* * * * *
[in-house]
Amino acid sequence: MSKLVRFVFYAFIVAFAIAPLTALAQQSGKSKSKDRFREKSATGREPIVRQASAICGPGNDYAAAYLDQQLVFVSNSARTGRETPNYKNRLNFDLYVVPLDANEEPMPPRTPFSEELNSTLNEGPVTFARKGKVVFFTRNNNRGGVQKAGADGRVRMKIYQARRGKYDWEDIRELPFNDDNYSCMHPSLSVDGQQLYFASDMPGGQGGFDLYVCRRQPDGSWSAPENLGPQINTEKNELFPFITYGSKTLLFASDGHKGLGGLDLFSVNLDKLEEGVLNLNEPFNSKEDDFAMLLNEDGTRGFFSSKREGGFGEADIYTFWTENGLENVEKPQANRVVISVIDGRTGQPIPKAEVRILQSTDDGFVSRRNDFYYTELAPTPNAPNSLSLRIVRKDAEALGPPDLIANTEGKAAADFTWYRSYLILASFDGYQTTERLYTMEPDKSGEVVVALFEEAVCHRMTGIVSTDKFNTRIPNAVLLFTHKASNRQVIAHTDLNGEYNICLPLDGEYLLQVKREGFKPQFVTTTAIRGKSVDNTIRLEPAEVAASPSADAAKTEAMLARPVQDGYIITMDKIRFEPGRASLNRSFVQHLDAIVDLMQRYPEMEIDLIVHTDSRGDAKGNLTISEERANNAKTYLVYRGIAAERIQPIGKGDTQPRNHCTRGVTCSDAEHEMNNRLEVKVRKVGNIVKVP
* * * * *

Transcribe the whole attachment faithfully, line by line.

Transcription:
[in-house]
Amino acid sequence: MSKLVRFVFYAFIVAFAIAPLTALAQQSGKSKSKDRFREKSATGREPIVRQASAICGPGNDYAAAYLDQQLVFVSNSARTGRETPNYKNRLNFDLYVVPLDANEEPMPPRTPFSEELNSTLNEGPVTFARKGKVVFFTRNNNRGGVQKAGADGRVRMKIYQARRGKYDWEDIRELPFNDDNYSCMHPSLSVDGQQLYFASDMPGGQGGFDLYVCRRQPDGSWSAPENLGPQINTEKNELFPFITYGSKTLLFASDGHKGLGGLDLFSVNLDKLEEGVLNLNEPFNSKEDDFAMLLNEDGTRGFFSSKREGGFGEADIYTFWTENGLENVEKPQANRVVISVIDGRTGQPIPKAEVRILQSTDDGFVSRRNDFYYTELAPTPNAPNSLSLRIVRKDAEALGPPDLIANTEGKAAADFTWYRSYLILASFDGYQTTERLYTMEPDKSGEVVVALFEEAVCHRMTGIVSTDKFNTRIPNAVLLFTHKASNRQVIAHTDLNGEYNICLPLDGEYLLQVKREGFKPQFVTTTAIRGKSVDNTIRLEPAEVAASPSADAAKTEAMLARPVQDGYIITMDKIRFEPGRASLNRSFVQHLDAIVDLMQRYPEMEIDLIVHTDSRGDAKGNLTISEERANNAKTYLVYRGIAAERIQPIGKGDTQPRNHCTRGVTCSDAEHEMNNRLEVKVRKVGNIVKVP